Narrow escapes

Yesterday was my second encounter with a cyclone. Fortunately cyclone Nisarga made landfall about 40 kilometers south of earlier predictions, and so missed us by about 80 kilometers. These are enormous disturbances in our atmosphere, so we got rain and high winds all day. But it was the kind of weather we see two or three times every monsoon, so it was not hard to weather. The incident brought back memories of another narrow escape: from typhoon Nangka when I was in Japan five years ago. That was a super typhoon which weakened into a minimal typhoon when it made landfall. The featured photo was taken at Shirasagi-jo, the White Heron Castle in Himeji, a few hours before the landfall. I’m not one to carp at these near misses.

Himeji castle

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Himeji Castle is one of the most spectacular castles in Japan. I was specially lucky to be there so soon after the end of a five-year period of renovation. I first saw this castle in Akira Kurosawa’s movies Kagemusha and Ran. For years I seemed to remember Toshiro Mifune in Ran walk up to the gate of this castle and order it to be opened. Years later, on a second view, I saw that Toshiro Mifune does not appear in the movie, and the person who gives the futile order is Tatsuya Nakadai. The brilliant colours of Kurosawa’s movies were not in evidence today: the sky was heavy with clouds preceding typhoon Nangka, which is supposed to hit this part of Japan tonight. But my first view of Himeji castle was breathtaking.

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The name Shirasagi-Jo, White Heron Castle, seems appropriate to the imposing structure in pure white edged with black. I climbed 40 meters or so to the seventh floor of the main keep (tenshuku). The castle stands on a stone base, but the main structure is wooden. In about 1610 Ikeda Terumasa, who was given the castle by Tokugawa Ieyasu, finished rebuilding it in its present form. It is now a world heritage site, and a national treasure. When you see it, you have no problem understanding why.

himejic It turns out that the world heritage status could have been removed if the renovation had kept less than 70% of the original material, or used design elements or techniques not in keeping with the original construction. Also, several additions made in the 19th and 20th centuries have been removed. The castle is therefore closer to what it was in the 17th century than it has been in the last two hundred years.

However, the two main pillars which hold up the seven story central keep have been replaced during the Showa period. The east pillar is reputed to have been a single fir tree, but it is now certainly not a single piece of wood. The west pillar was originally a single cypress tree. During a Showa era restoration a replacement cypress tree was brought as a replacement, but broke during installation. The joint can be seen today in the third floor of the castle.

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As I left the castle and approached the inner moat I saw one of the local gray herons sitting and looking at the castle. It kept a wary eye on me as I took a close up.

Kobe

I don’t think I had paid much attention to Kobe before the great Hanshin earthquake of January 1995. Images coming out of this area were so striking (such as this photo of the Hanshin elevated expressway after the quake), and so many people were affected, that Kobe remained in view for several months. The port city seems to have recovered completely, although I’m told that shipping volumes have dropped off since then.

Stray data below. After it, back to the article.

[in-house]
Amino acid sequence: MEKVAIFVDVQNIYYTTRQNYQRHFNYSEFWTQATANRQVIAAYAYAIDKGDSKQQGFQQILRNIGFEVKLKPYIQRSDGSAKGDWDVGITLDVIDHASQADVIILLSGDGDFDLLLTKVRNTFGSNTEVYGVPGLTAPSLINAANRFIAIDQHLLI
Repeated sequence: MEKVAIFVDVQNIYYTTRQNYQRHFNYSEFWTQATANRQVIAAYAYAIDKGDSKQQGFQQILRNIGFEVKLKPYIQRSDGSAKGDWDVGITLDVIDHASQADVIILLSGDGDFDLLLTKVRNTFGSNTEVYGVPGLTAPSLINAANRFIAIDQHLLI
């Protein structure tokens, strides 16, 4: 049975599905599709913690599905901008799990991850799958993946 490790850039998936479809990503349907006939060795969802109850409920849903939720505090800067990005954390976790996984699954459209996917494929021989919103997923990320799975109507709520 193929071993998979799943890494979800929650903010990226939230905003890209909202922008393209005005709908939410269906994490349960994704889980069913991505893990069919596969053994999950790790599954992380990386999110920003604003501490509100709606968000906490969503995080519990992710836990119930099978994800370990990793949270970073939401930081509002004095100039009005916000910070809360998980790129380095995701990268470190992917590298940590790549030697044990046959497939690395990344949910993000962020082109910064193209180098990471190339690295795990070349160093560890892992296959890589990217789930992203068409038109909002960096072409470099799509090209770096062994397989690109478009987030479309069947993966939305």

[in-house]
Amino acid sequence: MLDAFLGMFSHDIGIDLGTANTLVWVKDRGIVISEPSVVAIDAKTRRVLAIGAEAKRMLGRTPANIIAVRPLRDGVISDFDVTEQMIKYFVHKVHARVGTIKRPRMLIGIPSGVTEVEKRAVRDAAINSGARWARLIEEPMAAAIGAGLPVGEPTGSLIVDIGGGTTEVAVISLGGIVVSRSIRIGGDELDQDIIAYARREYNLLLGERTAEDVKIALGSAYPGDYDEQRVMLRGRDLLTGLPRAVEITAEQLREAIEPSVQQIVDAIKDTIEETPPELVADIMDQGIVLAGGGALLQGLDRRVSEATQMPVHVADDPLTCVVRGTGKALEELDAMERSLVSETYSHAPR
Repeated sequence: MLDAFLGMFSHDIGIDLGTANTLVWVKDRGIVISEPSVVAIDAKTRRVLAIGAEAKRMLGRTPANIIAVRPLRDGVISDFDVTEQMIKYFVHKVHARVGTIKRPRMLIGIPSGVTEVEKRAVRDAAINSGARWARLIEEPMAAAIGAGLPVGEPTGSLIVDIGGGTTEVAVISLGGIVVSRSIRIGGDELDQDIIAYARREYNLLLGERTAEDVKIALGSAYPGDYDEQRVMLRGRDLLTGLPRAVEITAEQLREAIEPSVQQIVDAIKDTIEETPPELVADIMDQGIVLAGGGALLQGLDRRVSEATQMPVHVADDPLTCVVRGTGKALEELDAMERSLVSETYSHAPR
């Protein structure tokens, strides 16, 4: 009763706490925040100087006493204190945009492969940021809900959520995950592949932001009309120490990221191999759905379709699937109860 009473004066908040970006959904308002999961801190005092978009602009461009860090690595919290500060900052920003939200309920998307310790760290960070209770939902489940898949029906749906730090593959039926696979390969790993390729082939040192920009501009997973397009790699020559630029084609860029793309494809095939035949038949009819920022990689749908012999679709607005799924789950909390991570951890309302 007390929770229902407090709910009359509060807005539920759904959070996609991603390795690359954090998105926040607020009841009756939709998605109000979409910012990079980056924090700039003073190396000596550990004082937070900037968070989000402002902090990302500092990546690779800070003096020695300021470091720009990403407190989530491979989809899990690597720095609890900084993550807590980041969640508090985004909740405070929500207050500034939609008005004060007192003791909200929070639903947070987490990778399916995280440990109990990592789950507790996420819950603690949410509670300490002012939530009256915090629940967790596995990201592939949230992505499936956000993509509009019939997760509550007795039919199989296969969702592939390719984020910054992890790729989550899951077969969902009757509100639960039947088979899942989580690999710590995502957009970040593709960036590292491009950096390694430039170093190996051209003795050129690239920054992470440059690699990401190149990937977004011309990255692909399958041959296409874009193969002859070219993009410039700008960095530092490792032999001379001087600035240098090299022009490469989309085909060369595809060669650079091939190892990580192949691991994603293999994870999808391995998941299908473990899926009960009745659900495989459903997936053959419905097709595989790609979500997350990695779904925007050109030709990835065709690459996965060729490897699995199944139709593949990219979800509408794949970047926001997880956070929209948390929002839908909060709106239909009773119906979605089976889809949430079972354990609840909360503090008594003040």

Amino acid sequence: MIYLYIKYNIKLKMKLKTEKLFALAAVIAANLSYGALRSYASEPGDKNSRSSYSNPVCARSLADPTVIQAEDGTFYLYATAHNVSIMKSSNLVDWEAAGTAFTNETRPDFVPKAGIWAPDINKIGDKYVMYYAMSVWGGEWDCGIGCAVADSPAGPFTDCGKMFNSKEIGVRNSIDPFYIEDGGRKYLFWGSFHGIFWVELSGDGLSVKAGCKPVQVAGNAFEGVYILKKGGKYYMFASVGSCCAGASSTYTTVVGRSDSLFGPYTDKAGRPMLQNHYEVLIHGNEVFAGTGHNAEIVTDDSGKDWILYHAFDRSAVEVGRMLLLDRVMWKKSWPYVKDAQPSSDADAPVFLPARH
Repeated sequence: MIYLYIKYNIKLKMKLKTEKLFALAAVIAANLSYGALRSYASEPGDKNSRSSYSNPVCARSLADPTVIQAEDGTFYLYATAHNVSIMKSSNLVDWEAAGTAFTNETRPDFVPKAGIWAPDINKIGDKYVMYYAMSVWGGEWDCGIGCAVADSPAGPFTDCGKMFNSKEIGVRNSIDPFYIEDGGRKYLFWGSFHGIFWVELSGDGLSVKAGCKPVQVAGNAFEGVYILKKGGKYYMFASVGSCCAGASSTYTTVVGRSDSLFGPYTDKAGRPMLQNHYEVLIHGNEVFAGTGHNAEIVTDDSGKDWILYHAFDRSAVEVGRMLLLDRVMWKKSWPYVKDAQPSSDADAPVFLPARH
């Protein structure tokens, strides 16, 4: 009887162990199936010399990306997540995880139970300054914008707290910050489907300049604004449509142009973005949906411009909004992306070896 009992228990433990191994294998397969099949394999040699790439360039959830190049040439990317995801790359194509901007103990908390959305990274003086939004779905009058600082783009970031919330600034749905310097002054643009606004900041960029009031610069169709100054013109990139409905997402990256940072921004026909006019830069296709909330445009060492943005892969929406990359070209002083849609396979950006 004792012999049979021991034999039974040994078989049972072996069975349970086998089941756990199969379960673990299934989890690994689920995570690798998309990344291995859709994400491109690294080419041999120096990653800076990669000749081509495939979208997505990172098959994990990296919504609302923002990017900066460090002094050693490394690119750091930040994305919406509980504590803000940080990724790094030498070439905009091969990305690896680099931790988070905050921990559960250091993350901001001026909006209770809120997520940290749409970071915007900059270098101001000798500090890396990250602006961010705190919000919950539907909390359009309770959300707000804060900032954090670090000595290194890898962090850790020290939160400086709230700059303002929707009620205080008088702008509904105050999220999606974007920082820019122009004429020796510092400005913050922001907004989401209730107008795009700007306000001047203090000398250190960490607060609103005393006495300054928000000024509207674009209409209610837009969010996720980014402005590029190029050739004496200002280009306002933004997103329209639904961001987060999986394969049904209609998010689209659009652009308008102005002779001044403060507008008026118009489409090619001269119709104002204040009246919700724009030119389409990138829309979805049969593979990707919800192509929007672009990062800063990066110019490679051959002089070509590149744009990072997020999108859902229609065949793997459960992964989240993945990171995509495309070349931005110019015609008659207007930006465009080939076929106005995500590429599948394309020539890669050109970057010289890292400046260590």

In my mind Kobe is also associated with a personal rediscovery of the now-famous Japanese writer Haruki Murakami. I’d read him very long ago, when he was first being published in translation. Then, around the beginning of the century, The Family bought a collection of short stories by Murakami called "After the Quake", built in and around Kobe after the earthquake. We read through this together, and then read all of Murakami’s books and stories in the subsequent years.

So now, planning a work trip to Kobe seems like planning to meet a blogger whose posts I read every now then: I have a rough idea of what to expect, but I’m sure that there will be much to surprise. Fortunately I chose a hotel close to Sannomiya station, since it was close to work, but then found that it is also the core district, with a lot to do. It happens to be close to the port, and the artificial island in the bay which holds the airport.

The song of minminzemi is a quite popular sound effect that represents “a hot summer day” in Japanese manga. If you draw a sound effect “min min min” in the background of your manga, you don’t have to make your manga character say “Man, I’m boiling.” You don’t even have to draw a cicada! —Semi, cicada

Japan is perhaps the best country in the world for part time tourists. When you are busy at work from 8 in the morning to 8 in the evening and still want to get a feel of local life, Japan obliges by being open around the clock; so when I’m up to it, I’m sure that I’ll get to see Kobe Harborland, the Akashi Kaikyo bridge, the night view from Mount Rokko, the Chinatown, and Kobe’s jazz-bars. There will be time for beef and sushi. I’ll try to take a little time out to go see the Ikuta-Jinja shrine. I would have liked to take a half day off to go see the Himeji castle, but with restoration work on, perhaps this is not the best year to visit. An off-the-beaten-track thing which I hope to do is to go see the K computer, one of the world’s first petaflops computers, and still one of the fastest in the world.

I guess mid-July is a little too early for one of the incredible things about summer in Japan: the sound of cicadas. On the other hand it is not too early for the humid heat of summer, and not too late for the occasional days of torrential rains. It might feel exactly like Mumbai.